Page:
Unless the site contains information not contained any where else, who is going to subscribe within seconds of arriving? Who is going to apply for a credit card from a popup within a seconds of arriving at a new site?

Oh yes! I really need another credit card, I am so happy I found this site….Who is going to be anything except annoyed, with such a poorly executed site? I would like to meet the person who subscribes, applies for credit, and answers the third popup in an affirmative manner.

This instance, and this was a first, I did something I have never done. I put up with more popups clicking my way to the “contact us” section of the website. I sent the website an email summarizing  what I wrote here, finishing with writing I won’t be back to the site in the future.

Let’s be realistic. Named web sites can be as cheap per month as a meal from a fast food place. There is no huge investment to recover. What you are offering is probably not unique. What there is on these sites is greed. The site creator wants to believe  what they are marketing is so valuable they need continuous disrupting advertisements within seconds of a stranger dropping by before they leave the site.

If the information on any website is useful and needed, most people usually kick in a few bucks and become a subscriber. When a visitor is bombarded with advertisements, alarms should be going off in the visitors head. The sites min reason for existence is  for one purpose only. Helping visitors part with their money before they think about what they are doing.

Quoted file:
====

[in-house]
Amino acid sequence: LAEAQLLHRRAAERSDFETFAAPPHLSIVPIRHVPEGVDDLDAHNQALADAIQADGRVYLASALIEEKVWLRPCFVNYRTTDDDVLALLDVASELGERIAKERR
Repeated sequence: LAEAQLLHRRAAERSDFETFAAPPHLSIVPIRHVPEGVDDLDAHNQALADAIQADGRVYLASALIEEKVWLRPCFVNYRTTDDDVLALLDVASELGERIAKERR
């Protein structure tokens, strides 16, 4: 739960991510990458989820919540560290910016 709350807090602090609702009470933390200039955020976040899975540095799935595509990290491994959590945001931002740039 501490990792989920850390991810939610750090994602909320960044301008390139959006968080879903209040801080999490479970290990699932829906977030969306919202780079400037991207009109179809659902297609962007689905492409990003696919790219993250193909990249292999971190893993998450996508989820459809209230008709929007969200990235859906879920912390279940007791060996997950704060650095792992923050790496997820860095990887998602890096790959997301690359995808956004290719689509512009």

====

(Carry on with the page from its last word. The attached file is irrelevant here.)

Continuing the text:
If you own a web site that bombards visitors with blocking ads within seconds of landing on your site, do yourself a favor and stop the ads. Place a side bar or other not so intrusive message asking for readers to subscribe. If they appreciate what your site offers, and there are not hundreds or thousands of similar sites readers will gladly subscribe – if readers really need the information you are providing.

I am an average web user. I can not list the number of sites I go to only to leave within seconds from the site being plastering itself  with advertisements to subscribe or buy a product the site is offering. I am of the opinion that the average adult that can afford internet access,  they also make reasonable decisions about parting with their money after the fact, not before. I could be wrong here, but I doubt it.

Of course with that out of the way, if you feel this information was that on target, riveting, and will increase your subscriber numbers ten fold, feel free to recommend this site to your friends and associates. Of course before doing those steps, send me a few Franklin’s first.  You know the greenish ones with Ben’s picture in the center?